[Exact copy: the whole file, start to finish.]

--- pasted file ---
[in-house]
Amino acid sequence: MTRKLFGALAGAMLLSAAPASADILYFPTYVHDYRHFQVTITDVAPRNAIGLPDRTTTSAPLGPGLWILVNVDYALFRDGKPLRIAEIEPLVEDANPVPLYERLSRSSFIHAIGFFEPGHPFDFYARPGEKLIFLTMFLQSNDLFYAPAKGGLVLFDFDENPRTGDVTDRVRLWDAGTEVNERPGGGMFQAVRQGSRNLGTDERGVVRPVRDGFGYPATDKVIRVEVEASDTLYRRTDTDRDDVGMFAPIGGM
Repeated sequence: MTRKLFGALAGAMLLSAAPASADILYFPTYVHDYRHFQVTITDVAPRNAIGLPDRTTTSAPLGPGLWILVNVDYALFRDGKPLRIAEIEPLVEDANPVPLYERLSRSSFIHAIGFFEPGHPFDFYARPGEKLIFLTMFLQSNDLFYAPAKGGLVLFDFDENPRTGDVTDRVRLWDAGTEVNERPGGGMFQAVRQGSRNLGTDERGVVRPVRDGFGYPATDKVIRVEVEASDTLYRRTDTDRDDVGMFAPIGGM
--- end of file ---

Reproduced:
[in-house]
Amino acid sequence: MTRKLFGALAGAMLLSAAPASADILYFPTYVHDYRHFQVTITDVAPRNAIGLPDRTTTSAPLGPGLWILVNVDYALFRDGKPLRIAEIEPLVEDANPVPLYERLSRSSFIHAIGFFEPGHPFDFYARPGEKLIFLTMFLQSNDLFYAPAKGGLVLFDFDENPRTGDVTDRVRLWDAGTEVNERPGGGMFQAVRQGSRNLGTDERGVVRPVRDGFGYPATDKVIRVEVEASDTLYRRTDTDRDDVGMFAPIGGM
Repeated sequence: MTRKLFGALAGAMLLSAAPASADILYFPTYVHDYRHFQVTITDVAPRNAIGLPDRTTTSAPLGPGLWILVNVDYALFRDGKPLRIAEIEPLVEDANPVPLYERLSRSSFIHAIGFFEPGHPFDFYARPGEKLIFLTMFLQSNDLFYAPAKGGLVLFDFDENPRTGDVTDRVRLWDAGTEVNERPGGGMFQAVRQGSRNLGTDERGVVRPVRDGFGYPATDKVIRVEVEASDTLYRRTDTDRDDVGMFAPIGGM